Tag Archives: contemporary art

Public photography in museums: a survey

14 Sep
The Coral Reef

The Coral Reef by Doilum, on Flickr

I’ve been thinking a lot about personal photography and museums recently. As a civilian photographer it’s become a habit to ask, as soon as I enter a museum, ‘what’s your photography policy?’ And while I’m frequently pleasantly surprised to find that the policy is ‘please take photographs’, I’m also often surprised to have to sign a contract or wear a special sticker to be able to take photographs in a (usually publicly-funded museum). It’s sometimes baffling, and a little frustrating.

At the same time, in my professional life I run more than a few Flickr pools, where I actively solicit photographs taken in or around my museum.This is a bog-standard activity for most museums these days, and for museum staff who prize ‘social’ (which is usually to say: online community-based) interactions with their audiences, photography can be very important.

In order to try to unpick this apparent contradiction, I recently disseminated a short survey to museum professionals in an attempt to understand the current status of public photography in museums. I particularly wanted to find out what the factors determining permission to take photographs are, and whether they were in flux. The sample wasn’t particularly large or scientific [1], but I think I got a large enough set of responses (52) to get a sense of some interesting answers. I asked four questions: results and short commentary follow; there’s a longer interpretation at the end.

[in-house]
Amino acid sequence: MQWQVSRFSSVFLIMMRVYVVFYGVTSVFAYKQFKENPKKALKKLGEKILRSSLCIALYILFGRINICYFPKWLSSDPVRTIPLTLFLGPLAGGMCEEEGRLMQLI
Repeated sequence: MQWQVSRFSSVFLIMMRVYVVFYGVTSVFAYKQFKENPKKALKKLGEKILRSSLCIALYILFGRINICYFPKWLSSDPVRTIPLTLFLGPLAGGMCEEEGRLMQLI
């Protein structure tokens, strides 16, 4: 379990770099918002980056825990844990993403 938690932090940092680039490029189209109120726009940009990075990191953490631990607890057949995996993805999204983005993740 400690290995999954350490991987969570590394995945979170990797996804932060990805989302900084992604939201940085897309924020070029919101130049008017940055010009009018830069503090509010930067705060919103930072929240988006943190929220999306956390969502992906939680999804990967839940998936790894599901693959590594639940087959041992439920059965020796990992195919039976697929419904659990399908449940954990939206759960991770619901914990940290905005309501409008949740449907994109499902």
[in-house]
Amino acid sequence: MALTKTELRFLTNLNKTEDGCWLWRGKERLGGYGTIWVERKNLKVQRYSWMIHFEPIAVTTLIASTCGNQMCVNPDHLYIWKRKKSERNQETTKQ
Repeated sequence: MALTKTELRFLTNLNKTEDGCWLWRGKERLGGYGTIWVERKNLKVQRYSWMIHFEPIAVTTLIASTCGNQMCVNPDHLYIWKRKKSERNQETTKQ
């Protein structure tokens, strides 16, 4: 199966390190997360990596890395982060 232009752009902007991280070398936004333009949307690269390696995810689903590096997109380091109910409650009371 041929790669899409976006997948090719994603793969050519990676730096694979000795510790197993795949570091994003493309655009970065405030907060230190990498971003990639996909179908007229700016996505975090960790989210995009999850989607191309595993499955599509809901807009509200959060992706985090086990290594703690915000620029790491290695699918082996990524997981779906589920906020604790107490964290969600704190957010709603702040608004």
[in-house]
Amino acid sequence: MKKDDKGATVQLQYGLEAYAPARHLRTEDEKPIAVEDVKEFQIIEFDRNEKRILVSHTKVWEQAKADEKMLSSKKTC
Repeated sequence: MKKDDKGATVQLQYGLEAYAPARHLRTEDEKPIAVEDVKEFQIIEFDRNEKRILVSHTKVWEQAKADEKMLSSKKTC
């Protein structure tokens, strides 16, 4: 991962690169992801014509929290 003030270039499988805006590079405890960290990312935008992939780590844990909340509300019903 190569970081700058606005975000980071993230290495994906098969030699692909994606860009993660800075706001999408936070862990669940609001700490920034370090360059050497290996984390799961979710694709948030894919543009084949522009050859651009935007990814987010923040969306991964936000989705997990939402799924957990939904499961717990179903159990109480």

As a civilian photographer, I found the results encouraging — it looks like the pendulum is swinging towards greater permission for photography. As a museum professional, I found it slightly less encouraging: I think there are some barriers to greater photographic freedom that I have less power over and will be harder to dismantle.

1. Is photography permitted in permanent exhibitions in your gallery?

Over half the museums responding indicated that photography was permitted, and that their understanding of ‘personal’ use included posting photos to social websites. Reasons for complication included loan objects in permanent collections, and official ambivalence:

“allowed for non-commercial purposes”

“officially it’s prohibited but staff are allowed to turn a blind eye”

2. Is photography permitted in temporary exhibitions in your gallery?

Temporary exhibitions present a very different picture. Prohibition and complication together form the majority of cases, with less than a quarter of museums freely permitting personal/social photography.

The reason for complication? Overwhelmingly, restrictions are external to the institution itself:

“depends on the owner(s) of the displayed objects”

“photographic restriction from the lender”;

“depends on the temporary exhibition and the policy of the lender of individual objects or whole exhibitions”